Many SF enthusiasts may not have heard of Robert Abbett. He made his mark in mainstream illustration, but would do science fiction and fantasy art from time to time. He painted all the covers for a paperback series of Tarzan. But he first tackled Burroughs’ Martian stories.
This to me is one of the best A Princess of Mars covers ever done for the series. Painted in the mid-sixties, it captures that era of paperback style: from the handsome Napolean Solo look of John Carter, to the blue eye-shadowed, brunette Deja Thoris.
Look at the moment caught here. It’s an odd slice of painting. Who’s he battling and what’s Deja fearful of? We don’t know, but we can suspect it is large, green, has four arms, and goes by the name of Thark.
From the wonderful color scheme of warm flesh against cool greens to the slap-dash brushwork, this painting has carried my interest for 40+ years. I love the way Abbett’s brush strokes carve around Deja’s shoulder and hair; I love the angle on John’s back and shoulders. Even the foreshortened sword is right on.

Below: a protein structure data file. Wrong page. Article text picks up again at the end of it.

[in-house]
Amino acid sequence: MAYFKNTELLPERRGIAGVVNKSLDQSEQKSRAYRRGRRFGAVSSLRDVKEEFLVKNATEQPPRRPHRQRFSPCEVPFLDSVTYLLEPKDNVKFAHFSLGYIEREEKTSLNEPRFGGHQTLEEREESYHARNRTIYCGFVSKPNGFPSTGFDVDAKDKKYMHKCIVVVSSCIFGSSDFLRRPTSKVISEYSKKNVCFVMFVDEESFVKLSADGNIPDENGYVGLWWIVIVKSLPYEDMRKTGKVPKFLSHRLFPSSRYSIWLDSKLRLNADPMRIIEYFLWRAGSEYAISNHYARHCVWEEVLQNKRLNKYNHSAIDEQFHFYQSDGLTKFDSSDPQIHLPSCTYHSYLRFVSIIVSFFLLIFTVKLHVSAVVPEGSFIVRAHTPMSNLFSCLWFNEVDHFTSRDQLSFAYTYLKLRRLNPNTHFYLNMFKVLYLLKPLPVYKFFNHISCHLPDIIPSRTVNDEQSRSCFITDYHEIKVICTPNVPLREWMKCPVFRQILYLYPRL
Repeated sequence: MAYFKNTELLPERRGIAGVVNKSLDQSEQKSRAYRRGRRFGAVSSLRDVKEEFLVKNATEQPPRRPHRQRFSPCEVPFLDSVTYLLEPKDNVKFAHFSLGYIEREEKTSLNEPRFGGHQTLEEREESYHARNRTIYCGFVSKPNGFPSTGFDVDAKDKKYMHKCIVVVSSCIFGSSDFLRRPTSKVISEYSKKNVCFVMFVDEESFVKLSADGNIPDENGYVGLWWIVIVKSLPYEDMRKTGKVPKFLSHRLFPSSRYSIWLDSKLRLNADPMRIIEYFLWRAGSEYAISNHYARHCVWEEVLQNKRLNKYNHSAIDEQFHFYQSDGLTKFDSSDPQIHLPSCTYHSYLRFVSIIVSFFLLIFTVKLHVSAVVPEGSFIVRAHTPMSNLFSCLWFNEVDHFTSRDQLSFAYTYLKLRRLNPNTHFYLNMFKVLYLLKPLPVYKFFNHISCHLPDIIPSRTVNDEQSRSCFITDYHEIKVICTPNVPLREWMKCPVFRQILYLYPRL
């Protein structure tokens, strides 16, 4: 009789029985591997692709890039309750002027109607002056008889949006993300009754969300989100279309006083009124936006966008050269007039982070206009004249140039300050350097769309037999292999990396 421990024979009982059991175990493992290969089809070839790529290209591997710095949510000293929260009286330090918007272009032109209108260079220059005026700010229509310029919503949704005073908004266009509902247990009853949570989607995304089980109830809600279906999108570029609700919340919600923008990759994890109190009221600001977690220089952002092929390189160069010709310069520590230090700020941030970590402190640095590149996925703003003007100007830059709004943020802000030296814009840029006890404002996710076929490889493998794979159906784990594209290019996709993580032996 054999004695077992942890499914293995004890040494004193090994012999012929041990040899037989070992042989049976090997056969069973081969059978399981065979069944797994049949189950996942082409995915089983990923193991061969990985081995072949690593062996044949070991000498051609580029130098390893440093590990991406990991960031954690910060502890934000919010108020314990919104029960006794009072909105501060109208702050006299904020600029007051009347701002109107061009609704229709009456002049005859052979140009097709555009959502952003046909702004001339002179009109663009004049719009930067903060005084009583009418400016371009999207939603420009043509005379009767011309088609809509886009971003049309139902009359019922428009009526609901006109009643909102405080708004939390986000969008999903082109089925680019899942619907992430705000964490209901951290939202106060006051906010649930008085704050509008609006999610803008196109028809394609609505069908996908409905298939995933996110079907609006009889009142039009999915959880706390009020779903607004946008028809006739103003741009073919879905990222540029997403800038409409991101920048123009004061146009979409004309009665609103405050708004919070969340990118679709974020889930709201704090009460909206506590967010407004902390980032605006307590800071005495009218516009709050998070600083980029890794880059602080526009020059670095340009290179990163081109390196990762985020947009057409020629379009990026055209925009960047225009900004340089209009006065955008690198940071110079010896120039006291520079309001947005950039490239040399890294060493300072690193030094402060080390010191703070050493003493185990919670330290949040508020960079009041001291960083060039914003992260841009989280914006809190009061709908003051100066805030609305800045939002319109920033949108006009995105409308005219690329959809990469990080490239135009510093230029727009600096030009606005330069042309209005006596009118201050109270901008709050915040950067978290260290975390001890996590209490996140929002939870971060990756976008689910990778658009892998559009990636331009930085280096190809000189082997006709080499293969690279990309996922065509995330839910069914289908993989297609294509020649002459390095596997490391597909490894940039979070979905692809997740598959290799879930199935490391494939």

I’m fascinated by the light on his face, the indications of gold elements, the range of purples and blues in Deja’s robe, and the mountains that mimic the same patterns in Carter’s skirt. And look at the size of that gun stock.
They are both tanned and athletic, giving hints to their dynamic character. The piece has the impression that it was tossed off in a quick painting session to meet a crazy deadline. Maybe it was. But Abbett imbued the entire picture with a sense of the urgency for both characters and paint, through a strong overlapping composition.
But here’s where it gets me. Have you ever seen a sexier knee on a paperback? Exquisite.
Here are the other covers in the series, all with the same quick, strokey brush. There are some really fine covers here. Enough to keep a twelve year old under a shade tree for weeks.
Greg Manchess is an illustrator working on his first novel. He’s been known to travel with John Carter himself.